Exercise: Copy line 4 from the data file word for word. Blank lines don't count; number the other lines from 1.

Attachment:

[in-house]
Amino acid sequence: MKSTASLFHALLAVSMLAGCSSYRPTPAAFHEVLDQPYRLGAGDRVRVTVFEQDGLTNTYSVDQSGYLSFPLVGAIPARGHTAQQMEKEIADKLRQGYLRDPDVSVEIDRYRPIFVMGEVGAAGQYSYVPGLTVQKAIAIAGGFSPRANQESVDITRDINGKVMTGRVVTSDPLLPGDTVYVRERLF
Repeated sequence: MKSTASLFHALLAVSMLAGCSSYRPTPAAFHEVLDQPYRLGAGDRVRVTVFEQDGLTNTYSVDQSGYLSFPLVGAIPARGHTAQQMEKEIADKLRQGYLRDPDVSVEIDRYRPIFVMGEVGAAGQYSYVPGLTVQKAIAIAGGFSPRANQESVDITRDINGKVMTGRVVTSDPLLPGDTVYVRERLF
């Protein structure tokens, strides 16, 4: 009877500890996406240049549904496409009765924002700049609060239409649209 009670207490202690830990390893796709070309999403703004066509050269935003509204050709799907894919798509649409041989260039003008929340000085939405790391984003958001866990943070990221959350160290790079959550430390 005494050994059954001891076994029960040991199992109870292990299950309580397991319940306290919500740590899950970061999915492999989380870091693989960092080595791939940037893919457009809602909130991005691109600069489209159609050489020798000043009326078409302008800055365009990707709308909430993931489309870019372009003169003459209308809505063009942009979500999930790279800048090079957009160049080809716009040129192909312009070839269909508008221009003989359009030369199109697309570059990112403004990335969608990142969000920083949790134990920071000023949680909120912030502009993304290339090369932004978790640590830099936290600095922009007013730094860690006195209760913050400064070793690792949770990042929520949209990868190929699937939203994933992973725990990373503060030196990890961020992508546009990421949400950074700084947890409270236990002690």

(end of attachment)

């Protein structure tokens, strides 16, 4: 009877500890996406240049549904496409009765924002700049609060239409649209 009670207490202690830990390893796709070309999403703004066509050269935003509204050709799907894919798509649409041989260039003008929340000085939405790391984003958001866990943070990221959350160290790079959550430390 005494050994059954001891076994029960040991199992109870292990299950309580397991319940306290919500740590899950970061999915492999989380870091693989960092080595791939940037893919457009809602909130991005691109600069489209159609050489020798000043009326078409302008800055365009990707709308909430993931489309870019372009003169003459209308809505063009942009979500999930790279800048090079957009160049080809716009040129192909312009070839269909508008221009003989359009030369199109697309570059990112403004990335969608990142969000920083949790134990920071000023949680909120912030502009993304290339090369932004978790640590830099936290600095922009007013730094860690006195209760913050400064070793690792949770990042929520949209990868190929699937939203994933992973725990990373503060030196990890961020992508546009990421949400950074700084947890409270236990002690």